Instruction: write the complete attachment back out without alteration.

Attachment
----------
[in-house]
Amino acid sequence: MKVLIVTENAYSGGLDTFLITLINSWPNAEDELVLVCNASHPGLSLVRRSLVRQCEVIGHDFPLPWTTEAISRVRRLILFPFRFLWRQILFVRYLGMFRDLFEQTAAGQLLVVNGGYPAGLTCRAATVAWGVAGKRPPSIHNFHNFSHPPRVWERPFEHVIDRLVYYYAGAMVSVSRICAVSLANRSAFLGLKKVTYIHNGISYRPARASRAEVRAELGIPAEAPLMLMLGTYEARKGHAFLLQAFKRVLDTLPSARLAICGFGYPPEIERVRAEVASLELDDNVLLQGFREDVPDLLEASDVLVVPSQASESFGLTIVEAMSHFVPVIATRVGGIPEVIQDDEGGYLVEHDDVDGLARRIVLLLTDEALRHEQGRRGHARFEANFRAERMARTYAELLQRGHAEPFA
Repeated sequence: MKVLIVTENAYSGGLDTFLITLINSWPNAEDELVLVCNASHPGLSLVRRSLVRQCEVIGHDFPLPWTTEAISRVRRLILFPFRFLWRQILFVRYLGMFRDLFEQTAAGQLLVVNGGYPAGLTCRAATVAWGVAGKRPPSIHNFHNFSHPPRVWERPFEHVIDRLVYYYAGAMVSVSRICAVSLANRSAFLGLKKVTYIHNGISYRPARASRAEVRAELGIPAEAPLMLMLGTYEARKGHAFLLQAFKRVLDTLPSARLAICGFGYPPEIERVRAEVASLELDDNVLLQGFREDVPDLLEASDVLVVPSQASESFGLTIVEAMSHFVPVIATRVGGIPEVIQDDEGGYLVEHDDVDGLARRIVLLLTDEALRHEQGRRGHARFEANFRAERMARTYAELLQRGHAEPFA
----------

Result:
[in-house]
Amino acid sequence: MKVLIVTENAYSGGLDTFLITLINSWPNAEDELVLVCNASHPGLSLVRRSLVRQCEVIGHDFPLPWTTEAISRVRRLILFPFRFLWRQILFVRYLGMFRDLFEQTAAGQLLVVNGGYPAGLTCRAATVAWGVAGKRPPSIHNFHNFSHPPRVWERPFEHVIDRLVYYYAGAMVSVSRICAVSLANRSAFLGLKKVTYIHNGISYRPARASRAEVRAELGIPAEAPLMLMLGTYEARKGHAFLLQAFKRVLDTLPSARLAICGFGYPPEIERVRAEVASLELDDNVLLQGFREDVPDLLEASDVLVVPSQASESFGLTIVEAMSHFVPVIATRVGGIPEVIQDDEGGYLVEHDDVDGLARRIVLLLTDEALRHEQGRRGHARFEANFRAERMARTYAELLQRGHAEPFA
Repeated sequence: MKVLIVTENAYSGGLDTFLITLINSWPNAEDELVLVCNASHPGLSLVRRSLVRQCEVIGHDFPLPWTTEAISRVRRLILFPFRFLWRQILFVRYLGMFRDLFEQTAAGQLLVVNGGYPAGLTCRAATVAWGVAGKRPPSIHNFHNFSHPPRVWERPFEHVIDRLVYYYAGAMVSVSRICAVSLANRSAFLGLKKVTYIHNGISYRPARASRAEVRAELGIPAEAPLMLMLGTYEARKGHAFLLQAFKRVLDTLPSARLAICGFGYPPEIERVRAEVASLELDDNVLLQGFREDVPDLLEASDVLVVPSQASESFGLTIVEAMSHFVPVIATRVGGIPEVIQDDEGGYLVEHDDVDGLARRIVLLLTDEALRHEQGRRGHARFEANFRAERMARTYAELLQRGHAEPFA